“Everyone has a Katrina story. Ours happens to be our wedding story, but everyone has their Katrina story,” said Jennifer Jackson while recounting the events that led up to her wedding.
Her husband Todd added, “We used to joke and say it certainly couldn’t get any worse than the way it started. So we could only go up from there.”
Jennifer and Todd are both from South Mississippi, Tylertown and Poplarville respectively, but were living in upstate New York. They were days away from their big, formal wedding and reception in downtown Hattiesburg when they first heard about a hurricane brewing in the Gulf of Mexico.
Todd said he initially didn’t think too much of the storm.
“Just another hurricane,” Todd said. “We’d been through many, and obviously Katrina was something different than any of us had seen.”
Jennifer said, “It felt like it was going to be different, but still, it was on Monday. It would pass. Again, the weather would be perfect on Saturday in my mind, so all we had to do was make it through the storm. “
As they looked up the forecast, they started to think that Katrina wouldn’t be just another storm.
“When you pull up the Weather Channel radar on the computer, and it literally was the size of the Gulf of Mexico. And I remember thinking ‘this is different,’” Jennifer said.
“Just the sheer size of the storm,” Todd said. “I remember calling Jennifer and saying, ‘wow. This is…this is going to be serious.”
They boarded their flight from Albany to Jackson, Jennifer still planning on having a wedding, and Todd not so sure it would still happen.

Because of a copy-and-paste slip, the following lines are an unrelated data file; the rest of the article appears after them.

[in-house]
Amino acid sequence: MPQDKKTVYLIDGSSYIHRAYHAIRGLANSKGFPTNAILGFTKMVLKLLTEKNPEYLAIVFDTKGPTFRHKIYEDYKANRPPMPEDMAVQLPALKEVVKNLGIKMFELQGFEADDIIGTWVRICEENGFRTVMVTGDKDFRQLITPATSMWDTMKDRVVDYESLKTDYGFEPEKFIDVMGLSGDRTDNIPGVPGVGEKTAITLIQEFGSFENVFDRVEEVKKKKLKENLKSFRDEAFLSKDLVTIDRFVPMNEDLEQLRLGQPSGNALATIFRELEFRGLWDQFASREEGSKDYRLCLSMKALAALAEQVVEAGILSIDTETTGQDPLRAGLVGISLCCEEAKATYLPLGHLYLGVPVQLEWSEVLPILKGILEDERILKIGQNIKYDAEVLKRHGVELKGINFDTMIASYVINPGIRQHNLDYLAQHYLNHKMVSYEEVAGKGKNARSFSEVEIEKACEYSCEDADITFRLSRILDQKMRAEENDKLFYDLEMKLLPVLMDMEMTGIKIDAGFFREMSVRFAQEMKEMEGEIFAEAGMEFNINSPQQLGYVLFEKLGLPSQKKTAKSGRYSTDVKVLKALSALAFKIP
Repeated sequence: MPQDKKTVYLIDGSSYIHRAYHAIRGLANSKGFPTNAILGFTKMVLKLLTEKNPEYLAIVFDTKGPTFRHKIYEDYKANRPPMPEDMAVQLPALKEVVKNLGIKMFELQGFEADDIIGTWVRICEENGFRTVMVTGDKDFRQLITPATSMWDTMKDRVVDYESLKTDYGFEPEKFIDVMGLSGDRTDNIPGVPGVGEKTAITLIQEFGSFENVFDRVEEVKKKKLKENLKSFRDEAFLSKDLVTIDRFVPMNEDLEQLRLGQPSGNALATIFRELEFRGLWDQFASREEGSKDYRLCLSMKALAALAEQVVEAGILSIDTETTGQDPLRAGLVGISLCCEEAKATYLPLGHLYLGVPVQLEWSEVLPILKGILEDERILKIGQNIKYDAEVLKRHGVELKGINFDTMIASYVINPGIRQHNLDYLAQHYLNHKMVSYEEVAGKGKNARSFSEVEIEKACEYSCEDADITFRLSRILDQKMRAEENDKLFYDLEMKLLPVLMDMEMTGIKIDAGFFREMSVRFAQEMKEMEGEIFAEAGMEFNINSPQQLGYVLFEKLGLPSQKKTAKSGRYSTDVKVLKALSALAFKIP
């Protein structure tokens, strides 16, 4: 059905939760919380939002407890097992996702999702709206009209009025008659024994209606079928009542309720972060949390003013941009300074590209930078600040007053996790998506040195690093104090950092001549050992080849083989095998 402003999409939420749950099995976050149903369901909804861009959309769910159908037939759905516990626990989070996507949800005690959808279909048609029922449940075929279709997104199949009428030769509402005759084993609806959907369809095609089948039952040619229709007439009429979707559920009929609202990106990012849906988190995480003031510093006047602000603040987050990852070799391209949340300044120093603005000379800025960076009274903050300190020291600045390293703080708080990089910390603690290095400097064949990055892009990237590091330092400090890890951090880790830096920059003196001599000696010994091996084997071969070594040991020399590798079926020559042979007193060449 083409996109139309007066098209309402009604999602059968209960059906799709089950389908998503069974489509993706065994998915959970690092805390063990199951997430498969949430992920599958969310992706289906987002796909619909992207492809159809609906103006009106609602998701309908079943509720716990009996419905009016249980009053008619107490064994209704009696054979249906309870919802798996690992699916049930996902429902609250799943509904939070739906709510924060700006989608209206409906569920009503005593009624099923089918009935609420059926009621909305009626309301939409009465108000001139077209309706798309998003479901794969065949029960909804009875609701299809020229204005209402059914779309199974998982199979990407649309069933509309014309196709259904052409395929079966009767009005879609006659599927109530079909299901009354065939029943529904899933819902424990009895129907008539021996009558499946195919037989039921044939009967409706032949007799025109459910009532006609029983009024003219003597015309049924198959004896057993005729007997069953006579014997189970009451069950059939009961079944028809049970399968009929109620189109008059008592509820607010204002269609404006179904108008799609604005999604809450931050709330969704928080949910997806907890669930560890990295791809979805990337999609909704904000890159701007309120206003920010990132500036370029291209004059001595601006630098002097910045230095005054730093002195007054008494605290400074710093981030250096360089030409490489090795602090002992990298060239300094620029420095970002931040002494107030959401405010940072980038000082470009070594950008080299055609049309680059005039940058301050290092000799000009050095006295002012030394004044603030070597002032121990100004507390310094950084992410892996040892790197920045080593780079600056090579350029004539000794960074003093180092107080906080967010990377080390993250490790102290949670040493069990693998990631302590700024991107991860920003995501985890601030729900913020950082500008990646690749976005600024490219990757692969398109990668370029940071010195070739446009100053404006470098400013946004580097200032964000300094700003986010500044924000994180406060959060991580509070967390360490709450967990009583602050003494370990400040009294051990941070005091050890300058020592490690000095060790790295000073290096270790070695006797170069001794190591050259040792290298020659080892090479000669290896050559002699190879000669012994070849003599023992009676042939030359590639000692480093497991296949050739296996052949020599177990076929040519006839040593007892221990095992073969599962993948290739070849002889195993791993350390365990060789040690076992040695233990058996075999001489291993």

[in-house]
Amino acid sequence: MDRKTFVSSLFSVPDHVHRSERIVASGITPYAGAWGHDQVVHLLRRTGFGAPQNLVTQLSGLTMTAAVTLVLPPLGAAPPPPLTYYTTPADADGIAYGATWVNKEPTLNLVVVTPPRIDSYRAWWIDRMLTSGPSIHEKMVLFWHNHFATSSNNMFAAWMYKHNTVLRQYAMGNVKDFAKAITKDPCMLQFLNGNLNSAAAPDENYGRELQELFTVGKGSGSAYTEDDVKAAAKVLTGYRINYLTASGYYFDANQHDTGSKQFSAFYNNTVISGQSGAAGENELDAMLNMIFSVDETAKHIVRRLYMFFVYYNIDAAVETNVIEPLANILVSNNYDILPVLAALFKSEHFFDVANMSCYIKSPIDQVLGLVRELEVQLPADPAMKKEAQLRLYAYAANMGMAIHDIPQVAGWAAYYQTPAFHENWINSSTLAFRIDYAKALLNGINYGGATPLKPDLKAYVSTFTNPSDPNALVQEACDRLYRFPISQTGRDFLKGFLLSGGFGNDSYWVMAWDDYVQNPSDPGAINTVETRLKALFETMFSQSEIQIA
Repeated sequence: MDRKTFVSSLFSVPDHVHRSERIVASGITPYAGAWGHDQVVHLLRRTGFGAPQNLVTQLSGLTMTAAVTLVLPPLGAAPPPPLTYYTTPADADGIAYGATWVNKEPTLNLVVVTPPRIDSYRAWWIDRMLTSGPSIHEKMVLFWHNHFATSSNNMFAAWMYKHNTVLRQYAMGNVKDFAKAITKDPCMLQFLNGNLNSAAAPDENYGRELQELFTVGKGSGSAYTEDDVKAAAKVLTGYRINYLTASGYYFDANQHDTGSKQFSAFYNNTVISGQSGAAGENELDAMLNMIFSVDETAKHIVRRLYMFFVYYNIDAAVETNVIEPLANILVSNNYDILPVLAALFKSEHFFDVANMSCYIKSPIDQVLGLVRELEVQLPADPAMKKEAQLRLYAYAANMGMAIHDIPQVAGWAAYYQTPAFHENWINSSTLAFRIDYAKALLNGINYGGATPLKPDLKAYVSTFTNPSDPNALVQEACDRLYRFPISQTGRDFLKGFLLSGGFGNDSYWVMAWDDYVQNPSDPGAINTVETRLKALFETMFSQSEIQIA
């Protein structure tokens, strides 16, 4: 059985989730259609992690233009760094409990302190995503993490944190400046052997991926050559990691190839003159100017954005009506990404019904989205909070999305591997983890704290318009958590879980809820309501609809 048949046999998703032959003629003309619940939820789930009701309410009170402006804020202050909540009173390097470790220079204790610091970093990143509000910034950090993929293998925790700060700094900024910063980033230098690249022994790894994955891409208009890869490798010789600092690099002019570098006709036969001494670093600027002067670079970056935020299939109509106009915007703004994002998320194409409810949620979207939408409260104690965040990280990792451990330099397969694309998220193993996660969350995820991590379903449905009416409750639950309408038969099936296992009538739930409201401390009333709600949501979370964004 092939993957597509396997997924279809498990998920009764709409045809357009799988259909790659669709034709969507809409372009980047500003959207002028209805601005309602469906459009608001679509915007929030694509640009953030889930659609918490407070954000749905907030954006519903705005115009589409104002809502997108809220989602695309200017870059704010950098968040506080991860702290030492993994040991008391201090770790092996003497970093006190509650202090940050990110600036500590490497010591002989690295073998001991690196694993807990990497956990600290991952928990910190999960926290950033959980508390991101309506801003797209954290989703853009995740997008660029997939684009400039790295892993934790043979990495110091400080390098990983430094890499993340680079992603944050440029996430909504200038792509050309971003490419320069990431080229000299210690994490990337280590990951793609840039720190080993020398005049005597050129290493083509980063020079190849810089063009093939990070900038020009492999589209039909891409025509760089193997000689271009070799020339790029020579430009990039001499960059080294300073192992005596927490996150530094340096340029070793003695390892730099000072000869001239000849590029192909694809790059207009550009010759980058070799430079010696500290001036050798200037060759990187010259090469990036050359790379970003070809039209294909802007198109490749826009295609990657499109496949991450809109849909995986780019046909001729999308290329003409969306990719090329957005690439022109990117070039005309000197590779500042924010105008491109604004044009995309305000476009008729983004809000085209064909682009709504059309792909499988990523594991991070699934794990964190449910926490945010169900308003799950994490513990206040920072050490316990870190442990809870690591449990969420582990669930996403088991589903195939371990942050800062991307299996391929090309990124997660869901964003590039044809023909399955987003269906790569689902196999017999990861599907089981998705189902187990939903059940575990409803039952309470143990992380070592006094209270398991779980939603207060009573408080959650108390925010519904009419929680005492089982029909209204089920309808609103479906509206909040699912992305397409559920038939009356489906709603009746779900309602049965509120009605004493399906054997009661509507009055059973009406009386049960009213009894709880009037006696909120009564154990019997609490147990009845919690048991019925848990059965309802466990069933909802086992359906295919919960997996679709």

“I remember being on the interstate going south, and we were the only trucks headed south besides the power trucks and military vehicles,” Todd said about their trip from Jackson’s airport. “Nobody else was heading south. It was kind of like we had lost our minds.”
“We had no idea that it was absolutely going to wipe out so much that it did,” Jennifer said. “You know, take out power for days. Take out food sources. Just complete chaos. So we did not realize that until we actually got back to Mississippi.”
They headed to Tylertown and Jennifer’s parents’ house first.
“When we got there we were just…we were just overwhelmed. We were overwhelmed,” Jennifer said. “I think everybody was in a state of shock. Just trying to pick up the pieces of their life at that point, and here we were trying to decide if we were actually going to have a wedding.”